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The Student News Site of Stony Brook University

The Statesman

The Student News Site of Stony Brook University

The Statesman

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    Stony Brook Dining Behind the Times

    While some U.S. universities are ahead of the trend when it comes to providing students with animal-friendly meal options, others schools, like Stony Brook University, are still a step behind.

    SBU provides meal options for both vegetarian students with a meatless diet and for vegan students with a diet free of all animal products. But even with vegetarian and vegan counters at campus dining halls, SBU has some catching up to do when compared with other universities in America.

    The dining services department at Clark University, in Worcester, MA, prides itself on its humane purchasing decisions. ‘We only acquire cage-free eggs and milk free of artificial hormones like rBGH,’ said Bryan Totel, the director of operations for Clark’s dining services. Totel added that Clark only sells chicken free of non-therapeutic human antibiotics, which promote rapid poultry growth and can lead to human bacterial infections.

    Other universities have recently made similar changes in its meal plans. According to the website of an outreach program called Compassionate Action for Animals, schools including George Washington University, American University, University of Connecticut, Marist College and Vassar College have stopped using eggs produced by battery-caged hens.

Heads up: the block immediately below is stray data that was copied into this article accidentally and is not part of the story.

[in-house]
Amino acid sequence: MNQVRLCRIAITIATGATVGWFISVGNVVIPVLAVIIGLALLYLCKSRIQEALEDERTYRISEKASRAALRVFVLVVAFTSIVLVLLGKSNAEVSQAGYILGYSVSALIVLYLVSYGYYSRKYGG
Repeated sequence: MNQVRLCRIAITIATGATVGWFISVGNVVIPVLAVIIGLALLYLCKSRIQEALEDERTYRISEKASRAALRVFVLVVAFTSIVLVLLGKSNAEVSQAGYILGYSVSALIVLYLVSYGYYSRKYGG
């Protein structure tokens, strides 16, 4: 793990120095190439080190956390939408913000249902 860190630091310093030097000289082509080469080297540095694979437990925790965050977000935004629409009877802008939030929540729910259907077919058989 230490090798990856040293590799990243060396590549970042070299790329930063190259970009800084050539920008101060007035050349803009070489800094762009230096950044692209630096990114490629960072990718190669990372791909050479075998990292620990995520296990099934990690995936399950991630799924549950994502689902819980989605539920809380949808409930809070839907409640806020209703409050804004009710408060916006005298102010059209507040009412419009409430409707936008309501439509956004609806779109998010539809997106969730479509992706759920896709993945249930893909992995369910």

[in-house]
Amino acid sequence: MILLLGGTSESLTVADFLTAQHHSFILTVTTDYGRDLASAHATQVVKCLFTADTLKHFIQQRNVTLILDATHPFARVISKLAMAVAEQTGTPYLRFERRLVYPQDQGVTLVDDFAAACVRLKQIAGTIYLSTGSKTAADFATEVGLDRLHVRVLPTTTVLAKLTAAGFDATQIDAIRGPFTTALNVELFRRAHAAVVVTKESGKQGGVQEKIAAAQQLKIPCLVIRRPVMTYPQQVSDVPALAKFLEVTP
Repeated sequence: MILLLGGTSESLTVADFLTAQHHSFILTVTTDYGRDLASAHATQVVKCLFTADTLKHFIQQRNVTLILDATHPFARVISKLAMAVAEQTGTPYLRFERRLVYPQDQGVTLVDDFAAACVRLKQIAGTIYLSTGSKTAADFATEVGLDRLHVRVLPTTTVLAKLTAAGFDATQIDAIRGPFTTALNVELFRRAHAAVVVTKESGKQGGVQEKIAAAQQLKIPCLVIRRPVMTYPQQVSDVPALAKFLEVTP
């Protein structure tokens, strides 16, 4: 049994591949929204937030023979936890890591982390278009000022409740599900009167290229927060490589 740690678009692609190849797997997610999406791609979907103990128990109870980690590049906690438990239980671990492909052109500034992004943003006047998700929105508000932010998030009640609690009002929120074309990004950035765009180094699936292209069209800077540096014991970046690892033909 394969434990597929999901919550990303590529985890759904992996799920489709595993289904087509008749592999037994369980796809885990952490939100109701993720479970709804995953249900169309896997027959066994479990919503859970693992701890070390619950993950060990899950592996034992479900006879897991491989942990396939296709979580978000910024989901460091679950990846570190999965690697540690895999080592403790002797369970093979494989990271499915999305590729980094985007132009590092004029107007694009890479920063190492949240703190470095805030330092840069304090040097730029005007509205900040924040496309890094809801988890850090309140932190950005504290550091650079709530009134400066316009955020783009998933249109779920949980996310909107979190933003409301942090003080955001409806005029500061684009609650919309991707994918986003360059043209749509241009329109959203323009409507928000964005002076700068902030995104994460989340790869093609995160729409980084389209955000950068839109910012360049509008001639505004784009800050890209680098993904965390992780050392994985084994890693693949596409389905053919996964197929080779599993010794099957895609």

Battery-caged hens are confined to a small cage, usually 16 inches wide, with several other hens. The animals are not able to spread their wings or stretch their legs for a year’s time; after a year they are usually sent to slaughter.

    Not only does Clark University have a vegan section in its dining hall, but it also uses color labels to denote foods that are vegetarian, vegan, or organic.

    Clark University’s food is provided by the Bon Appetit Management Company, a California-based company that operates in hundreds of U.S. universities and purchases only cage-free eggs and antibiotic-free poultry. According to its website, Bon Appetit strives to meet the needs of an ever-changing student population.

    Chartwells, a division of the Compass Group company, serves SBU’s dining halls. In a telephone interview, Lisa Ospitale, the campus dining marketing and communications director at SBU, was unable to provide information regarding the specific components of the meat and dairy served in campus dining facilities. But she explained that Chartwells does not offer such products as cage-free eggs or free-range meats.

    ‘We have been working with vendors to carry those items, but they are currently not available for purchase,’ Ospitale said.

    Similar problems exist at other public institutions in New York. The State University of New York at Buffalo does not provide students with what advocates would call compassionately produced meats or dairy, either. ‘The demand isn’t as high here for special products as it is at other schools,’ said Steve Daniels, the executive chef at SUNY Buffalo.

    ‘I can see us heading in that direction in the near future, though,’ Daniels added.

    Although neither Ospitale nor Daniels doubt that such products would be attractive to student diners, cost is a factor. Daniels explained that there is a large price gap between factory-farm meat and free-range meat, which students would have to be willing to pay.

    When these factors impeding the process, SB still remains behind other universities in providing animal-friendly products.

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